Police memorial to add missed officers

`Killed in line of duty' wall prompts check for names

August 05, 1999|By La Quinta Dixon | La Quinta Dixon,SUN STAFF

More than 21 years ago, Baltimore police Sgt. Robert J. Barlow collapsed and died from a massive heart attack shortly after leaving work. This fall, he might join the ranks of 101 city officers officially declared "killed in the line of duty."

Barlow and at least three others have been identified as candidates for having their names inscribed on a $3.5 million memorial to be built at Shot Tower Park, near downtown police headquarters.

The names surfaced after the Baltimore City Fraternal Order of Police announced a fund-raising campaign for the memorial last month. A groundbreaking ceremony will be held either Oct. 30, when Officer Harold J. Carey was killed in a traffic accident, or Nov. 4, when Flight Officer Barry W. Wood died in a helicopter crash.

To account for all officers killed on duty, police are researching cases and inviting relatives to come forward with names of those who may have been missed.

"We found some names that weren't on the department wall police officers [killed in the line of duty] needed a proper memorial," said Karen Hanrahan, FOP campaign director.

It's not clear why, but the FOP and the Police Department have excluded Barlow from official department counts. Less than a month after Barlow died April 23, 1978, the Fire and Police Retirement Systems board of trustees ruled his death was related to "actual performance of duty."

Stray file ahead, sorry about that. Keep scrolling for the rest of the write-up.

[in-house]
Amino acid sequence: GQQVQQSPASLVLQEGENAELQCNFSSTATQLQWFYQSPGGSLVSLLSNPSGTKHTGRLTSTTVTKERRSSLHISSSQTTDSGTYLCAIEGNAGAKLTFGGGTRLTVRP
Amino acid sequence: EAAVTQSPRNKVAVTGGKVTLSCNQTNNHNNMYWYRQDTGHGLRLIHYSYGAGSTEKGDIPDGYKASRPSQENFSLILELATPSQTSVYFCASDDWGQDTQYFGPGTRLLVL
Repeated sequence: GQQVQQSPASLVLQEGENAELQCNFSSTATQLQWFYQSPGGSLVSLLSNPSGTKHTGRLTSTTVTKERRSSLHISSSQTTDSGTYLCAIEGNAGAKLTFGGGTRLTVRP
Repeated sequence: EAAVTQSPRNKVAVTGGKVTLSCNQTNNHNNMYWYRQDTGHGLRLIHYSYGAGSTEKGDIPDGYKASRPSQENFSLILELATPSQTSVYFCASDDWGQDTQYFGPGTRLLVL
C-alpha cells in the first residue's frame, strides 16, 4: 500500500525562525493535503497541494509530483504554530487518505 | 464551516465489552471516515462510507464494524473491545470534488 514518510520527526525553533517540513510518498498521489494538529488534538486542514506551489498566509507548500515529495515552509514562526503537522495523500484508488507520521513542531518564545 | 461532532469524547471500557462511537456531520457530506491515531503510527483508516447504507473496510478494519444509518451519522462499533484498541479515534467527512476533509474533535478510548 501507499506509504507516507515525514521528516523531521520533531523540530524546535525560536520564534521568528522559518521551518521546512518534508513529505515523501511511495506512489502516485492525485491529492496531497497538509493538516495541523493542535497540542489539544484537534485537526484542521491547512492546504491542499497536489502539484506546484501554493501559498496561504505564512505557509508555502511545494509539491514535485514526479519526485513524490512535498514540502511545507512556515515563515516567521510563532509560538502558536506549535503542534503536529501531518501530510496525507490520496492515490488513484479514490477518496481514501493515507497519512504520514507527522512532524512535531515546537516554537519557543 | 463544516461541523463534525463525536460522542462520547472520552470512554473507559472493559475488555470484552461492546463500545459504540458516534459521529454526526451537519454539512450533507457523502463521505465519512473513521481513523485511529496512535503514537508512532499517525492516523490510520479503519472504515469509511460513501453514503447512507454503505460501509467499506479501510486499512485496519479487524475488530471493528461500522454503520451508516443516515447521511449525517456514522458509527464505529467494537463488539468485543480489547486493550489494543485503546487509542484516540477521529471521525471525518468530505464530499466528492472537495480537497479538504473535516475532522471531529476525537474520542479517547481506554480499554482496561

Barlow collapsed at home, 65 minutes after going off duty. Hours earlier, he and a paramedic had carried two injured women up a flight of stairs during a baseball game at Memorial Stadium.

After she saw a media report on the memorial, Mabel Mullins, Barlow's sister-in-law, called to find out if his name would be included.

"Bob died in the line of duty, and I feel he deserves the same recognition that anybody shot [and killed] got," Mullins said. "He gave his life doing his job including giving his life to save that woman. That's an awesome sacrifice."

The FOP board of trustees will use the same criteria as the Fire and Police Retirement Systems board of trustees to determine if Barlow and several others will be included on the memorial.

"Every case will be looked at individually," said Gary McLhinney, president of the police union.

Research for the memorial isn't limited to the 20th century.

One death being investigated is the shooting Sept. 22, 1858, of Western District police Officer Benjamin Benton, who was killed while responding to a call on Biddle Street. FOP officials also are considering the death in October 1858 of Officer R. M. Rigdon, who was shot at home for testifying in a trial arising from Benton's death; and the death of Officer Thomas H. Burnham, who also died in 1858.

The first on-duty fatalities now listed by police occurred in 1870. Officials do not know why the earlier deaths have been omitted.

"We do not want to exclude anyone who rightfully belongs on the wall," McLhinney said.

FOP information: 410-243-9141.

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